When normal rotational forces are again applied to the drive pinion 1, the tooth 3 contacting the tooth 5 at the apex P leaves from it without any load, and applies rotational forces to the follower gear wheel to rotate it in the normal direction.

Patent Citations
Cited PatentFiling datePublication dateApplicantTitle
US462073 *Nov 13, 1890Oct 27, 1891 Sawing-machine
US2788567 *Oct 20, 1951Apr 16, 1957Barber Colman CoHob for cutting elliptical gears
US3851540 *Jun 22, 1973Dec 3, 1974Citizen Watch Co LtdPerpendicularly meshing spur gearing
Referenced by
Citing PatentFiling datePublication dateApplicantTitle
US4200000 *Oct 4, 1978Apr 29, 1980Societe Suisse Pour L'industrie Horlogere Management Services S.A.Gear train
US4223528 *Oct 31, 1978Sep 23, 1980Societe Suisse Pour L'industrie Horlogere Management Services, S.A.Unidirectional gear transmission
US4321839 *Mar 5, 1980Mar 30, 1982Societe Suisse Pour L'industrie Horlogere Management Services S.A.Monodirectional torque-transmission gear
US4378965 *Feb 22, 1980Apr 5, 1983Konishiroku Photo Industry Co., Ltd.Sprocket wheel for photographic camera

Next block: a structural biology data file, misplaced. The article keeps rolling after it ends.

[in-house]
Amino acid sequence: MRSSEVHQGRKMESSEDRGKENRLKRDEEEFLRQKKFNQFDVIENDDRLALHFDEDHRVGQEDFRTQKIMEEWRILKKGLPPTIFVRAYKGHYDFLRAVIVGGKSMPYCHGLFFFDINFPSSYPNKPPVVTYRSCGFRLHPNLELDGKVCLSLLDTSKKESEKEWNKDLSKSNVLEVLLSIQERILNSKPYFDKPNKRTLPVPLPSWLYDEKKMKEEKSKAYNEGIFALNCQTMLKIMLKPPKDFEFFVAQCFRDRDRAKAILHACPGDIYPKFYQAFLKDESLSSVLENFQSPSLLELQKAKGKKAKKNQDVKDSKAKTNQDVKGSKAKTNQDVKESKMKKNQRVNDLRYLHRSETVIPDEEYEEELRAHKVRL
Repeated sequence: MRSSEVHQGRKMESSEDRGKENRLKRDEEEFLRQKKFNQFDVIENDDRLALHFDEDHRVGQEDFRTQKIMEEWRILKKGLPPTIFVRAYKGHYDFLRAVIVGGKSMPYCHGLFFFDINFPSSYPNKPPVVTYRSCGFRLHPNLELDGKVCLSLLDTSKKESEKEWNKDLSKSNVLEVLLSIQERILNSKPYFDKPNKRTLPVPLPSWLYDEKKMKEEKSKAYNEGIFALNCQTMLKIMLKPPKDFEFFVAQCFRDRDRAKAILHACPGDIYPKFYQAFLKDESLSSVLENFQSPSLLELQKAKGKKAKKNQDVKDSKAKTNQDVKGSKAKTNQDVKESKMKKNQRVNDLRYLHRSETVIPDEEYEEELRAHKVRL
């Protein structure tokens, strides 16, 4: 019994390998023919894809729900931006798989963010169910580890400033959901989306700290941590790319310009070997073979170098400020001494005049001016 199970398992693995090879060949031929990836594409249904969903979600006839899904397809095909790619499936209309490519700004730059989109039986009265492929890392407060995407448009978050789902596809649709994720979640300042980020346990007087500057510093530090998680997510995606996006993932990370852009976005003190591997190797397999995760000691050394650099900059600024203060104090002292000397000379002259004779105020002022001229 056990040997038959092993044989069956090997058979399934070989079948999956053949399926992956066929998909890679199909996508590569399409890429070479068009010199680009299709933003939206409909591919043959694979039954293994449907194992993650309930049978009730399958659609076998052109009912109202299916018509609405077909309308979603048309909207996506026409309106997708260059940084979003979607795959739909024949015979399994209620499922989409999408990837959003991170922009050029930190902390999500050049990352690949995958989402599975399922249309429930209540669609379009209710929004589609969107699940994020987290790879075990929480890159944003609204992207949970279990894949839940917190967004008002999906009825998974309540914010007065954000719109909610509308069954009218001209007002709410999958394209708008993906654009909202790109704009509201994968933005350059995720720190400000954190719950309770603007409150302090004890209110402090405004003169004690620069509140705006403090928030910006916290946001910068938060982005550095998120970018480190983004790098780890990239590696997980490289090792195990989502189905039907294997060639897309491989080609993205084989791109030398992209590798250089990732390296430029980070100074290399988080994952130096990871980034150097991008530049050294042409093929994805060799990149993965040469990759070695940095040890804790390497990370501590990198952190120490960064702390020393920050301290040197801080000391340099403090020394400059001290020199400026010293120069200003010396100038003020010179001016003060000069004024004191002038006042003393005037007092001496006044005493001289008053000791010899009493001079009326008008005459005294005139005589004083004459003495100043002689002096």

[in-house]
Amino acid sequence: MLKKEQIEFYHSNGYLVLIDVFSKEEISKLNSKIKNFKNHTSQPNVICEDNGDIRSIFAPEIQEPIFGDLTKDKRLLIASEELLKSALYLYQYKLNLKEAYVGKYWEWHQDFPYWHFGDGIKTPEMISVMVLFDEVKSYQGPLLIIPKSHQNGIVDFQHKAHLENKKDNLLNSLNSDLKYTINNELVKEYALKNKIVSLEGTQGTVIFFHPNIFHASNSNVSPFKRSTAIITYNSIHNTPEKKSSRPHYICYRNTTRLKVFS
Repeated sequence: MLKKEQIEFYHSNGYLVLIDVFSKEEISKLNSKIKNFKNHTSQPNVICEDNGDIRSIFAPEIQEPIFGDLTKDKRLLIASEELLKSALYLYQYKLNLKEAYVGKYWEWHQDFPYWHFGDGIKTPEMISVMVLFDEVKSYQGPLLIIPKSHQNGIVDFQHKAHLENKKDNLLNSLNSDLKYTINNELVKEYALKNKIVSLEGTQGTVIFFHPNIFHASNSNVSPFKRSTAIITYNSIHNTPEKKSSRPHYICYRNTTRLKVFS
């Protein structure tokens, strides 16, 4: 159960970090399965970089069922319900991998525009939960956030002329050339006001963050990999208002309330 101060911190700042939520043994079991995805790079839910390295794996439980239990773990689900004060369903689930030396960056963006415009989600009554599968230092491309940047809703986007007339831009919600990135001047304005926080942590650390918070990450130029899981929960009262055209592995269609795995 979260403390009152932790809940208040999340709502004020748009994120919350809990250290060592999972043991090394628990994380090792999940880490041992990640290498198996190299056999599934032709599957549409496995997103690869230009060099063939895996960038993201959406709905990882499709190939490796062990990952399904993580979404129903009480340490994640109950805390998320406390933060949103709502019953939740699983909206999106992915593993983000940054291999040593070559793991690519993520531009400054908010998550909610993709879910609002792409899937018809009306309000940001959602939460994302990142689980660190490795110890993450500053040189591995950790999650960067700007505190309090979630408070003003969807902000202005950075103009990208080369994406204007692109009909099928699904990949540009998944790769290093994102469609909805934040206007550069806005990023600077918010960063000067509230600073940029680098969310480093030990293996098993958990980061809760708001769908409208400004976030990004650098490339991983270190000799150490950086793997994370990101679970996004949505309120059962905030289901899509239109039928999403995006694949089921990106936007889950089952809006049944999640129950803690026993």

US4827800 *Jul 11, 1988May 9, 1989Danfoss A/SMulti-groove and spline connection between gear shaft of a rotary piston machine with internal axis and method of making such a multigroove spline connection
US4891090 *Oct 4, 1988Jan 2, 1990Moore Push-Pin CompanyTwo-reel dispenser for a transfer adhesive
US4911032 *Oct 3, 1988Mar 27, 1990Moore Push-Pin CompanyOne-way gear
US4974557 *Apr 28, 1989Dec 4, 1990Man Nutzfahrzeuge GmbhAuxiliary drive arrangement of an internal combustion engine for an air compressor
US7430937Jan 14, 2005Oct 7, 2008Maytag CorporationRack and pinion stabilizer system
US7677125Dec 19, 2006Mar 16, 2010Whirlpool CorporationRack and pinion stabilizer system
US20050160854 *Jan 14, 2005Jul 28, 2005Maytag CorporationRack and pinion stabilizer system
DE19528157A1 *Aug 2, 1995Feb 13, 1997Ims Morat Soehne GmbhActuating drive device for motor vehicle - has drive pinion and output gear with toothing profile over lap of more than 1.0
DE19528157B4 *Aug 2, 1995Oct 18, 2007Ims Gear GmbhStellantrieb insbesondere zur Drosselklappenbetätigung in Kraftfahrzeugen
EP0362682A1 *Sep 27, 1989Apr 11, 1990Moore Push-Pin Company (a corporation of Pennsylvania)One-way gear
WO1986001271A1 *Aug 13, 1985Feb 27, 1986Rouverol W SLow transmission-error gearing
Classifications
U.S. Classification74/437, 74/462
International ClassificationF16H1/00
Cooperative ClassificationY10T74/19972, F16H1/003, Y10T74/19884
European ClassificationF16H1/00B